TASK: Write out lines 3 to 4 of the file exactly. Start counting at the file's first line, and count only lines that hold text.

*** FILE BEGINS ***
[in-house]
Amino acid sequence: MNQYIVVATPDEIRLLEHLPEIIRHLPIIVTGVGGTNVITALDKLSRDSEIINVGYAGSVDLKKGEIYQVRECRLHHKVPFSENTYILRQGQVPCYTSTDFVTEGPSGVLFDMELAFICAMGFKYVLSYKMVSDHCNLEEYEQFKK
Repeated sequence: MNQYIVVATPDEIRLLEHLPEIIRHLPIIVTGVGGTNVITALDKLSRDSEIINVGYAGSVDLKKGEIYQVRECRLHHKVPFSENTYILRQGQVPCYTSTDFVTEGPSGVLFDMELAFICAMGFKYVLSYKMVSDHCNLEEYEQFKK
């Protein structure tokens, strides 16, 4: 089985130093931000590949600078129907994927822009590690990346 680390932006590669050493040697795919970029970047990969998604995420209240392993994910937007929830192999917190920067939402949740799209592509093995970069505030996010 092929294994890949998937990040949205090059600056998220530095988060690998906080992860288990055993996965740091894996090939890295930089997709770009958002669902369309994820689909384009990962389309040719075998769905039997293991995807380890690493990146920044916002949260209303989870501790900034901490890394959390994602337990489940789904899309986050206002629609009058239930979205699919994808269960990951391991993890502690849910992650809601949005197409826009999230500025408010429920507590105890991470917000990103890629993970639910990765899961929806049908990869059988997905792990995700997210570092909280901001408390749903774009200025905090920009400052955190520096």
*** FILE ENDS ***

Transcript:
Repeated sequence: MNQYIVVATPDEIRLLEHLPEIIRHLPIIVTGVGGTNVITALDKLSRDSEIINVGYAGSVDLKKGEIYQVRECRLHHKVPFSENTYILRQGQVPCYTSTDFVTEGPSGVLFDMELAFICAMGFKYVLSYKMVSDHCNLEEYEQFKK
């Protein structure tokens, strides 16, 4: 089985130093931000590949600078129907994927822009590690990346 680390932006590669050493040697795919970029970047990969998604995420209240392993994910937007929830192999917190920067939402949740799209592509093995970069505030996010 092929294994890949998937990040949205090059600056998220530095988060690998906080992860288990055993996965740091894996090939890295930089997709770009958002669902369309994820689909384009990962389309040719075998769905039997293991995807380890690493990146920044916002949260209303989870501790900034901490890394959390994602337990489940789904899309986050206002629609009058239930979205699919994808269960990951391991993890502690849910992650809601949005197409826009999230500025408010429920507590105890991470917000990103890629993970639910990765899961929806049908990869059988997905792990995700997210570092909280901001408390749903774009200025905090920009400052955190520096």